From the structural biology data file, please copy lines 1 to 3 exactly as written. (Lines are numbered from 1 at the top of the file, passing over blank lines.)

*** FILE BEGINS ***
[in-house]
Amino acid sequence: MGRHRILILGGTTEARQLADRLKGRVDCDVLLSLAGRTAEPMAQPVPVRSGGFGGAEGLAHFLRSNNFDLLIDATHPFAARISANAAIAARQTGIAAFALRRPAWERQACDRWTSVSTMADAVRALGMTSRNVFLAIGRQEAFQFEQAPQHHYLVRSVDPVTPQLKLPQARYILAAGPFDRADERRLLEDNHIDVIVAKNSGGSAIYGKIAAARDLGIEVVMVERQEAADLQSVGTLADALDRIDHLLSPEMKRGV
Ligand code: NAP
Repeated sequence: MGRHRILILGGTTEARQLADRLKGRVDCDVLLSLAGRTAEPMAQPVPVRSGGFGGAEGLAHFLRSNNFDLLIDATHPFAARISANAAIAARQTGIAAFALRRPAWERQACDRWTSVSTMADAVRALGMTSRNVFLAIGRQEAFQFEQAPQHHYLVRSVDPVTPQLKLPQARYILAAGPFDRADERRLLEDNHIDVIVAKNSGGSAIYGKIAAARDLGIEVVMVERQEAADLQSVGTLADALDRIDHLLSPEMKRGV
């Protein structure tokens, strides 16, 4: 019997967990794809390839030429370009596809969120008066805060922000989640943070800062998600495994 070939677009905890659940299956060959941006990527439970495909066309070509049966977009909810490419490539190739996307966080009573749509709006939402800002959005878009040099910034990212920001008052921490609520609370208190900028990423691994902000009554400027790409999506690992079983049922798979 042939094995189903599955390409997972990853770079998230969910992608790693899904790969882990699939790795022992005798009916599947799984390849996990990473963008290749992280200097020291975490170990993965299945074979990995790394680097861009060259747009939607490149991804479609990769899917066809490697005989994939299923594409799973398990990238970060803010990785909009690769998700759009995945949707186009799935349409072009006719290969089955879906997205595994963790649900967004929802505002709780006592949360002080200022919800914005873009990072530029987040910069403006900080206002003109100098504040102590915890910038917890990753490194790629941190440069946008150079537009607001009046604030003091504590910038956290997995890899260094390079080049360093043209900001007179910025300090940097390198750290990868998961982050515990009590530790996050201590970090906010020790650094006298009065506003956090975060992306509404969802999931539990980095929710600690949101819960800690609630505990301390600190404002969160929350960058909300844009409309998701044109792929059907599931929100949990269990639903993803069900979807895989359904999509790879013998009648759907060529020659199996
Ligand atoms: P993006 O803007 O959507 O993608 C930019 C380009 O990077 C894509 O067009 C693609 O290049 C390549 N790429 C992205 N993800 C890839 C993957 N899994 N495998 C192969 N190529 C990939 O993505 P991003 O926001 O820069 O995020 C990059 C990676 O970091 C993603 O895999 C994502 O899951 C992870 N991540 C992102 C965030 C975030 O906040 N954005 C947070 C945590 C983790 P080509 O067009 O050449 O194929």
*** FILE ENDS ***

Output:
[in-house]
Amino acid sequence: MGRHRILILGGTTEARQLADRLKGRVDCDVLLSLAGRTAEPMAQPVPVRSGGFGGAEGLAHFLRSNNFDLLIDATHPFAARISANAAIAARQTGIAAFALRRPAWERQACDRWTSVSTMADAVRALGMTSRNVFLAIGRQEAFQFEQAPQHHYLVRSVDPVTPQLKLPQARYILAAGPFDRADERRLLEDNHIDVIVAKNSGGSAIYGKIAAARDLGIEVVMVERQEAADLQSVGTLADALDRIDHLLSPEMKRGV
Ligand code: NAP